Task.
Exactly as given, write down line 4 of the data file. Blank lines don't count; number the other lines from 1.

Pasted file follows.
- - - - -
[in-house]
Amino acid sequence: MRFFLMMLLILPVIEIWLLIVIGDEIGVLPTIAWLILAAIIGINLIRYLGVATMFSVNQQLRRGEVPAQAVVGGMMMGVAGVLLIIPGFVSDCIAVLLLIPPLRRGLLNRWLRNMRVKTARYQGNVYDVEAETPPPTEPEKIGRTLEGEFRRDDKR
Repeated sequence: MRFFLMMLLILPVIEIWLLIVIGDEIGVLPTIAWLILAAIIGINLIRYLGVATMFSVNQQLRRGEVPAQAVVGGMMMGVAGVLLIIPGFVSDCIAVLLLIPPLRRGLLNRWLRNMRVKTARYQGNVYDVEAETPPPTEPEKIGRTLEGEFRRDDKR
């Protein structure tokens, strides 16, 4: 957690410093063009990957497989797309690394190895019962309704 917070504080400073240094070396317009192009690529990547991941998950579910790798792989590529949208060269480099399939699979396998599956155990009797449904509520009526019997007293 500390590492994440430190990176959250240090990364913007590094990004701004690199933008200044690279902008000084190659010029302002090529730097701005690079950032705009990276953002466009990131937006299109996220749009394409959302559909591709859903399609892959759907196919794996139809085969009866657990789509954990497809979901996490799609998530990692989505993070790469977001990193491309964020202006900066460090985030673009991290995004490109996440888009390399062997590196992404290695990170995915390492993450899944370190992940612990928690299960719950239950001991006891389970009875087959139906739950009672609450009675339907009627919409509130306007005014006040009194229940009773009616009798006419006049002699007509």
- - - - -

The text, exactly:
């Protein structure tokens, strides 16, 4: 957690410093063009990957497989797309690394190895019962309704 917070504080400073240094070396317009192009690529990547991941998950579910790798792989590529949208060269480099399939699979396998599956155990009797449904509520009526019997007293 500390590492994440430190990176959250240090990364913007590094990004701004690199933008200044690279902008000084190659010029302002090529730097701005690079950032705009990276953002466009990131937006299109996220749009394409959302559909591709859903399609892959759907196919794996139809085969009866657990789509954990497809979901996490799609998530990692989505993070790469977001990193491309964020202006900066460090985030673009991290995004490109996440888009390399062997590196992404290695990170995915390492993450899944370190992940612990928690299960719950239950001991006891389970009875087959139906739950009672609450009675339907009627919409509130306007005014006040009194229940009773009616009798006419006049002699007509």